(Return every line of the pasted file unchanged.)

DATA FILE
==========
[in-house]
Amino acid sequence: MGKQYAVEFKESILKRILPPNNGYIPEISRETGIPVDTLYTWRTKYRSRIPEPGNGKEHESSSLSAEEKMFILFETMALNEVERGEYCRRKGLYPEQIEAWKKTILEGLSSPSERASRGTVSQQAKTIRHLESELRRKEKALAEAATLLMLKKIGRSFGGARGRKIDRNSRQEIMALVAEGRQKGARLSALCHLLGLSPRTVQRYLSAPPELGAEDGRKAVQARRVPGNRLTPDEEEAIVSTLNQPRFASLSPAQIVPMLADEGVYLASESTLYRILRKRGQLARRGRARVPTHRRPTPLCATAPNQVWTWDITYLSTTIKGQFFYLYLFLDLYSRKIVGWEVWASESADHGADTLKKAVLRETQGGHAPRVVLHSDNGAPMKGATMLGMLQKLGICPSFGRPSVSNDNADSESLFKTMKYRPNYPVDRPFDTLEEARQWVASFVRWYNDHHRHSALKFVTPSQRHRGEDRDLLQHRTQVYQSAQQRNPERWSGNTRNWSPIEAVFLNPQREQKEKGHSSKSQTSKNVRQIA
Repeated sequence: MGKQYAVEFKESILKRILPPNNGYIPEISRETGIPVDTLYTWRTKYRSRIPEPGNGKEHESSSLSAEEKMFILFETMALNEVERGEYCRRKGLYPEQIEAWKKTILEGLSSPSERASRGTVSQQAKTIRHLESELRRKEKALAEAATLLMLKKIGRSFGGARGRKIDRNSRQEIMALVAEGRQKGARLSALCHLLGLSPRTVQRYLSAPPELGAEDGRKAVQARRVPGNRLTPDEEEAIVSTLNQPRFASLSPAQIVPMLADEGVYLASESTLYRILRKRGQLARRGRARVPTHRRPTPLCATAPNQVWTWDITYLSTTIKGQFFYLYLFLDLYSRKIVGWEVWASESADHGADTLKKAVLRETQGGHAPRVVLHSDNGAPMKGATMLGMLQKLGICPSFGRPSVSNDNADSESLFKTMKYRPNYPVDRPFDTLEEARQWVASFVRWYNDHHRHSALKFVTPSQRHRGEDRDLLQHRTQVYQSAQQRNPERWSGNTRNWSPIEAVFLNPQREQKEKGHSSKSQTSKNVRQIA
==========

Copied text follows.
[in-house]
Amino acid sequence: MGKQYAVEFKESILKRILPPNNGYIPEISRETGIPVDTLYTWRTKYRSRIPEPGNGKEHESSSLSAEEKMFILFETMALNEVERGEYCRRKGLYPEQIEAWKKTILEGLSSPSERASRGTVSQQAKTIRHLESELRRKEKALAEAATLLMLKKIGRSFGGARGRKIDRNSRQEIMALVAEGRQKGARLSALCHLLGLSPRTVQRYLSAPPELGAEDGRKAVQARRVPGNRLTPDEEEAIVSTLNQPRFASLSPAQIVPMLADEGVYLASESTLYRILRKRGQLARRGRARVPTHRRPTPLCATAPNQVWTWDITYLSTTIKGQFFYLYLFLDLYSRKIVGWEVWASESADHGADTLKKAVLRETQGGHAPRVVLHSDNGAPMKGATMLGMLQKLGICPSFGRPSVSNDNADSESLFKTMKYRPNYPVDRPFDTLEEARQWVASFVRWYNDHHRHSALKFVTPSQRHRGEDRDLLQHRTQVYQSAQQRNPERWSGNTRNWSPIEAVFLNPQREQKEKGHSSKSQTSKNVRQIA
Repeated sequence: MGKQYAVEFKESILKRILPPNNGYIPEISRETGIPVDTLYTWRTKYRSRIPEPGNGKEHESSSLSAEEKMFILFETMALNEVERGEYCRRKGLYPEQIEAWKKTILEGLSSPSERASRGTVSQQAKTIRHLESELRRKEKALAEAATLLMLKKIGRSFGGARGRKIDRNSRQEIMALVAEGRQKGARLSALCHLLGLSPRTVQRYLSAPPELGAEDGRKAVQARRVPGNRLTPDEEEAIVSTLNQPRFASLSPAQIVPMLADEGVYLASESTLYRILRKRGQLARRGRARVPTHRRPTPLCATAPNQVWTWDITYLSTTIKGQFFYLYLFLDLYSRKIVGWEVWASESADHGADTLKKAVLRETQGGHAPRVVLHSDNGAPMKGATMLGMLQKLGICPSFGRPSVSNDNADSESLFKTMKYRPNYPVDRPFDTLEEARQWVASFVRWYNDHHRHSALKFVTPSQRHRGEDRDLLQHRTQVYQSAQQRNPERWSGNTRNWSPIEAVFLNPQREQKEKGHSSKSQTSKNVRQIA